According to another text (three others are mentioned, as follows):

  1. Urṇa-nābha (spider),
  2. Bāṇa (arrow)
  3. and Ardha-sūcika (half-needle).
Source: archive.org: The mirror of gesture (abhinaya-darpana)

about this context:

Nāṭyaśāstra (नाट्यशास्त्र, natya-shastra) refers to both the ancient Indian tradition of performing arts, (e.g., theatrics, drama, dance, music), as well as the name of a Sanskrit work dealing with these subjects. It also teaches the rules for composing dramatic plays (nāṭya) and poetic works (kāvya).

General definition (in Hinduism)

Hasta; ancient Hindu unit of measurement of distance. 24 Aṅgulas make 1 Hasta, and 4 Hastas make up for a single Dhanu.

If we consider a single Yojana to be 8 miles (~12.87km), one Hasta would correspond to roughly 1.32 feet (~40.23cm)

If we consider a single Yojana to be 5 miles (~8.04km), one Hasta would correspond to roughly 9.9 inches (~25.15cm)

Source: Wisdom Library: Hinduism

Hasta (हस्त, ‘hand’) is made up of the five conspicuous stars (δ, γ, ε, α, β) in Corvus, a number which the word itself suggests. According to Geldner, the ‘five bulls of the Rigveda are this constellation.

Source: archive.org: Vedic index of Names and Subjects

The hasta is a traditional Indian unit of length, measured from the elbow to the tip of the middle finger. It equals 24 aṅgulas orᅠ about 18 inches, about 45 centimetres.

400 hastas make one nalva.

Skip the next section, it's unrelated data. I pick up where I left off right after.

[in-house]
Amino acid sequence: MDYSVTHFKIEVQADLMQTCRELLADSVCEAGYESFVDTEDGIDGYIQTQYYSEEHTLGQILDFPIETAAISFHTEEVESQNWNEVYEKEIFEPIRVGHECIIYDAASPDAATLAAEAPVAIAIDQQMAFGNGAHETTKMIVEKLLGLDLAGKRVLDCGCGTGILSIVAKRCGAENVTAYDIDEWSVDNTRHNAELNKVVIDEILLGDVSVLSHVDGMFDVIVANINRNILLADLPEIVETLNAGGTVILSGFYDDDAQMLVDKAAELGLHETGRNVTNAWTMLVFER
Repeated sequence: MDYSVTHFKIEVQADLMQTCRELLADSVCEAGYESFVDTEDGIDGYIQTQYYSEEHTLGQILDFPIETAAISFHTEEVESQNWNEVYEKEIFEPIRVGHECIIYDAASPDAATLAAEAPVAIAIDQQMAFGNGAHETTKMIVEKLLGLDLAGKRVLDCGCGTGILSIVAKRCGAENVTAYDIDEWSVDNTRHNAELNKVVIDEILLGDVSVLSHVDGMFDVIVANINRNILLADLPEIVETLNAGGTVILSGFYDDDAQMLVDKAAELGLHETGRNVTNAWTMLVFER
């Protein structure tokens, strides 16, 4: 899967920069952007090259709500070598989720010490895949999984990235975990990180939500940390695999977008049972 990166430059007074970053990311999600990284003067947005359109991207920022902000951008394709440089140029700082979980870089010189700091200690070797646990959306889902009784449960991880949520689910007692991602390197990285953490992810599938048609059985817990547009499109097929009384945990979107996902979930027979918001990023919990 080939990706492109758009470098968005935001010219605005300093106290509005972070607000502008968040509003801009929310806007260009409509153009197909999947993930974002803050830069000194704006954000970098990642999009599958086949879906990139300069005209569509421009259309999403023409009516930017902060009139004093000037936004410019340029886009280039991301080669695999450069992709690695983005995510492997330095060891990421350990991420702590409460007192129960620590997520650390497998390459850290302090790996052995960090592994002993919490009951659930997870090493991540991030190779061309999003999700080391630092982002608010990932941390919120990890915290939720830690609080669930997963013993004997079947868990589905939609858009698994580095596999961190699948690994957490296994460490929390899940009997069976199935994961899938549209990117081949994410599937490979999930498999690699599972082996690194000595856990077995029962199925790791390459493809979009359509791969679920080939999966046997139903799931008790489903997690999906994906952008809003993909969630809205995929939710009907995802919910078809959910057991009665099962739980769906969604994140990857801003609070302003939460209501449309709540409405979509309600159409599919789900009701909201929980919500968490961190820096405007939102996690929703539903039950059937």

Etymology: The hasta (Sanskrit: हस्त (hasta); Chinese: 肘 (pinyin: zhǒu))

Source: WikiPedia: Hinduism

Relevant definitions

Search found 151 related definition(s) that might help you understand this better. Below you will find the 15 most relevant articles:

Karihasta
Karihasta (करिहस्त).—A type of gesture (āṅgika) made with dance-hands (nṛttahasta);&md...
Hastihasta
Hastihasta (हस्तिहस्त) corresponds to the “balustrades” provided for the sopānas...
Kaṭakahasta
Kaṭakahasta (कटकहस्त) or Siṃhakarṇa is that pose of the hand wherein the tips of the fingers...
Nṛttahasta
Dance-hands (nṛttahasta) are also to be used. As their name implies these hands were exclusi...
Hasta-nakṣatra
Hasta-nakṣatra (हस्त-नक्षत्र):—Name for a particular section of the ecliptic. Nakṣatra...
Hasta-prāṇa
Lives of the Hands (hasta-prāṇa).—The Lives (i.e. movements) of the Hands are twelve, ...
Ūrdhvahastāsana
Ūrdhvahastāsana (ऊर्ध्वहस्तासन, “upward hand posture”) is a Sanskrit word referr...
Hastarecaka
Hastarecaka (हस्तरेचक, “movement of the hand”) is a Sanskrit technical term refe...
Baddhahastaśīrṣāsana
Baddhahastaśīrṣāsana (बद्धहस्तशीर्षासन, “bound hand-head posture”) is a Sanskrit...
Pādahastāsana
Pādahastāsana (पादहस्तासन, “foot-hand posture”) is a Sanskrit word referring to ...
Muktahastaśīrṣāsana
Muktahastaśīrṣāsana (मुक्तहस्तशीर्षासन, “freed hand-head posture”) is a Sanskrit...
Varadahasta
The Varadahasta (वरदहस्त)  shows the pose of the hand while conferring a boon. In this ...
Abhayahasta
Abhayahasta (अभयहस्त) means the protection-affording hand-pose. Here the palm of the hand, w...
Sūcīhasta
Sūcīhasta (सूचीहस्त) has been misunderstood by some Sanskrit scholars to mean the hand that ...
Kaṭyavalambitahasta
Kaṭyavalambitahasta (कट्यवलम्बितहस्त).—In this the arm is let down so as to hang by th...

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Search found 77 books containing Hasta. You can also click to the full overview containing English textual excerpts. Below are direct links for the 20 most relevant articles: